In 1962, C.S. Lewis made a “ten books that have influenced me most” list at the request of The Christian Century. Read it here. (He agreed to do this even though, in a letter to Clyde Kilby in 1958, he had worried that publishing anything whatsoever in the Century “may merely be putting up the sales of what seems a pretty nasty periodical!”)
Number seven on that top ten list was The Consolation of Philosophy, by Boethius.
In his lectures on the world-picture of the middle ages, The Discarded Image, Lewis noted that the Consolation was “for centuries one of the most influential books ever written in Latin.” He went on to say that “until about two hundred years ago it would, I think, have been hard to find an educated man in any European country who did not love it.”
And then, probably his loftiest endorsement: “To acquire a taste for it is almost to become naturalised in the Middle Ages.” (Discarded Image, p. 75)
Now C.S. Lewis thought that his own greatest contribution to the scholarly world was his ability to read the old books as if he were contemporary with them. He presented himself to Cambridge University in his inaugural lecture for the professorship of Medieval and Renaissance Literature as a living specimen of the old way of thinking, claiming that he would not only describe how the old authors thought, but be for the students and faculty of Cambridge a living specimen of the medieval approach. In that lecture, De Descriptione Temporum, Lewis warned his hearers to learn all they could from him, because he was a living dinosaur, and there would be no more dinosaurs after him.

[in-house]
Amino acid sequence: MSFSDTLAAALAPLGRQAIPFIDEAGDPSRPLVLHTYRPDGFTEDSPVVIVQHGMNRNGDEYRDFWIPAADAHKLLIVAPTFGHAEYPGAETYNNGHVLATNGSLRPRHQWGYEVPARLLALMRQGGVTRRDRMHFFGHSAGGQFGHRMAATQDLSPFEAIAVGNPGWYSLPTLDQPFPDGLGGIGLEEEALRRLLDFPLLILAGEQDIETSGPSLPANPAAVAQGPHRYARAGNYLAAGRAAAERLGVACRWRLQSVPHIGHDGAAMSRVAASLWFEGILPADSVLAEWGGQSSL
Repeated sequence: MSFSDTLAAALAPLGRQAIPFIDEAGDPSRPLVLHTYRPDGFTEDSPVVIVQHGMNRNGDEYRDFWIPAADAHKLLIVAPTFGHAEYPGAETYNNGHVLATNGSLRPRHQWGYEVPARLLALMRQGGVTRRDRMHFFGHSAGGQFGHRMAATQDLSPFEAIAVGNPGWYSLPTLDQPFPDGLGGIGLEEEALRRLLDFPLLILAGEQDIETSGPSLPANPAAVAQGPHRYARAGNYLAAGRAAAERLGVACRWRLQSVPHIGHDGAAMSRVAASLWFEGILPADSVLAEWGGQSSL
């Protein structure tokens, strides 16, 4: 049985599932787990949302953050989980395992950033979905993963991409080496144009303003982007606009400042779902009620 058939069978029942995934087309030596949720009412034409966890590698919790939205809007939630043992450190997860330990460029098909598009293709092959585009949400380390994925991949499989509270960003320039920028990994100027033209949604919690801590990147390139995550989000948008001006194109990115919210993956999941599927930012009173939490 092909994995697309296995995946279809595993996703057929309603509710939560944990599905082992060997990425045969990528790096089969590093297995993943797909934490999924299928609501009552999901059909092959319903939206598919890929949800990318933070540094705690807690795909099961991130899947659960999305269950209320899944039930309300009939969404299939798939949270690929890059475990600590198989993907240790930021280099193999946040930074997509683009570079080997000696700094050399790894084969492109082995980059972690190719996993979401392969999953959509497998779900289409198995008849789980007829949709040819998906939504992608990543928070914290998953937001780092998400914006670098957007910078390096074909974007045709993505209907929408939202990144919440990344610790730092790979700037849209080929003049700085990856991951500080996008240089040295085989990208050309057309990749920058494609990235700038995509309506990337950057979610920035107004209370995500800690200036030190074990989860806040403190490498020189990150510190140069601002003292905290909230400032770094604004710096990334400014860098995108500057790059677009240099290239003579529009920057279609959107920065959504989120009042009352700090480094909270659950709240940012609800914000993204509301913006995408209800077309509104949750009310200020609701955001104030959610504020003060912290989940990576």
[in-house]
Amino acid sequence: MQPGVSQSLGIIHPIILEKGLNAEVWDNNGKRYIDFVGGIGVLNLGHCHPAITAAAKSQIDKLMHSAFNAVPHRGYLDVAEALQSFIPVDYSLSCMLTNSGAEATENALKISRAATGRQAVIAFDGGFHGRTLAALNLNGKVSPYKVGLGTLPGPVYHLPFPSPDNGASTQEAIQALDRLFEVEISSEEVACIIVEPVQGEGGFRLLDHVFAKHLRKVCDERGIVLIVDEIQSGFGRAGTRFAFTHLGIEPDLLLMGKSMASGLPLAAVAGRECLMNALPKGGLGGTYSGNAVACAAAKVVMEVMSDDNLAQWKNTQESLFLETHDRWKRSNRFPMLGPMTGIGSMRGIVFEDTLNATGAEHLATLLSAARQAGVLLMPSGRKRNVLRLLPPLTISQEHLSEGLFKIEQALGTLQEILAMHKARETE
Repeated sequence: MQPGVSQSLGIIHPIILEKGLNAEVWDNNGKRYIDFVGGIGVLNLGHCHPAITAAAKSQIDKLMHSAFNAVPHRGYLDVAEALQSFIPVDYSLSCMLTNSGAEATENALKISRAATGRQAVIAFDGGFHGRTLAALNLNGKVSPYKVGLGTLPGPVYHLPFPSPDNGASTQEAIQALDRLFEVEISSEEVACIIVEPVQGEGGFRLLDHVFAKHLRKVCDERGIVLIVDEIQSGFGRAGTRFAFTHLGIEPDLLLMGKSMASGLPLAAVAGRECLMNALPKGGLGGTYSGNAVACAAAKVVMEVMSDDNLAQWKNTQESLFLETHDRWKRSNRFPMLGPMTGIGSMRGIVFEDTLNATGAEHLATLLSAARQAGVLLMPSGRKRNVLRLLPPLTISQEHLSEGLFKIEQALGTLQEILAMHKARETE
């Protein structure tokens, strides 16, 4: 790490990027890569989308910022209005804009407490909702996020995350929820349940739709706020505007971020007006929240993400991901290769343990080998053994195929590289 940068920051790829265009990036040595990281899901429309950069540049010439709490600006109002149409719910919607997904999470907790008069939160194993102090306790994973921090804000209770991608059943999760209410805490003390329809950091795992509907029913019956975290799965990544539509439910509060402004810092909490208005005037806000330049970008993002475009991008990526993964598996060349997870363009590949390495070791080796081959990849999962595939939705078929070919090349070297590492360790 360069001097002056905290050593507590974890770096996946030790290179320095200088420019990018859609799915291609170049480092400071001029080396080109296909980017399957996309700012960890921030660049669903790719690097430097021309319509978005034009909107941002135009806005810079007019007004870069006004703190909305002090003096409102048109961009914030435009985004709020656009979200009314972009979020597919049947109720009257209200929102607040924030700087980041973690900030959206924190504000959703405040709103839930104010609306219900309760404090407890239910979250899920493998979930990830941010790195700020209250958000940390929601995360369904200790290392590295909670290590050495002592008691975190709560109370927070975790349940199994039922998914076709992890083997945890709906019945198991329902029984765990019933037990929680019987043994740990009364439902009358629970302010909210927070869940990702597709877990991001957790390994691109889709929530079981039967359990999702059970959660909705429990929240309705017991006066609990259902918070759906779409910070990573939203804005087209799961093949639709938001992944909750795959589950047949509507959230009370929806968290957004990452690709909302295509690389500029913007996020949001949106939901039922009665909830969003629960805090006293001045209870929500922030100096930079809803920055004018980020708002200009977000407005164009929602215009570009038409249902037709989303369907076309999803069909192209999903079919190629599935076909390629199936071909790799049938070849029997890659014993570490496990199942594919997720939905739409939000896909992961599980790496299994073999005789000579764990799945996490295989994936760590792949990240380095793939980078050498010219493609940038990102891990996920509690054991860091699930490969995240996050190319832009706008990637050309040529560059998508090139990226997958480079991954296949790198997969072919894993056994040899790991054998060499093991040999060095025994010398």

Therefore, when he says that to learn how to like Boethius’ Consolation is “almost to become naturalised in the Middle Ages,” he is showing you how to join him on that side of the line between the ancients and the moderns. Boethius is your immigration checkpoint, he is your passport, he is your certificate of citizenship in the Christian middle ages. If you like the Consolation, you get it.
That word ought to be sufficient to set the wise on their way to Boethius. Be warned that parts of the book are dry, cold, and peculiar –like the middle ages. But here are three more commendations of Boethius from Lewis:
On the old imperial ways vs. the emerging feudal middle ages: “Catholic Christendom and that high Pagan past to which he felt so deep a loyalty were united in his outlook by their common contrast to Theodoric and his huge, fair-skinned, beer-drinking, boasting thanes.” (p. 79)
On the wheel of fortune: “His work, here Stoical and Christian alike, in full harmony with the book of Job and with certain Dominical sayings, is one of the most vigorous defences ever written against the view, common to vulgar Pagans and vulgar Christians alike, which ‘comforts cruel men’ by interpreting variations of human prosperity as divine rewards and punishments, or at least wishing that they were. It is an enemy hard to kill….” (p. 82)
On time as a moving image of eternity: “I cannot help thinking that Boethius has here expounded a Platonic conception more luminously that Plato ever did himself.” (p. 90)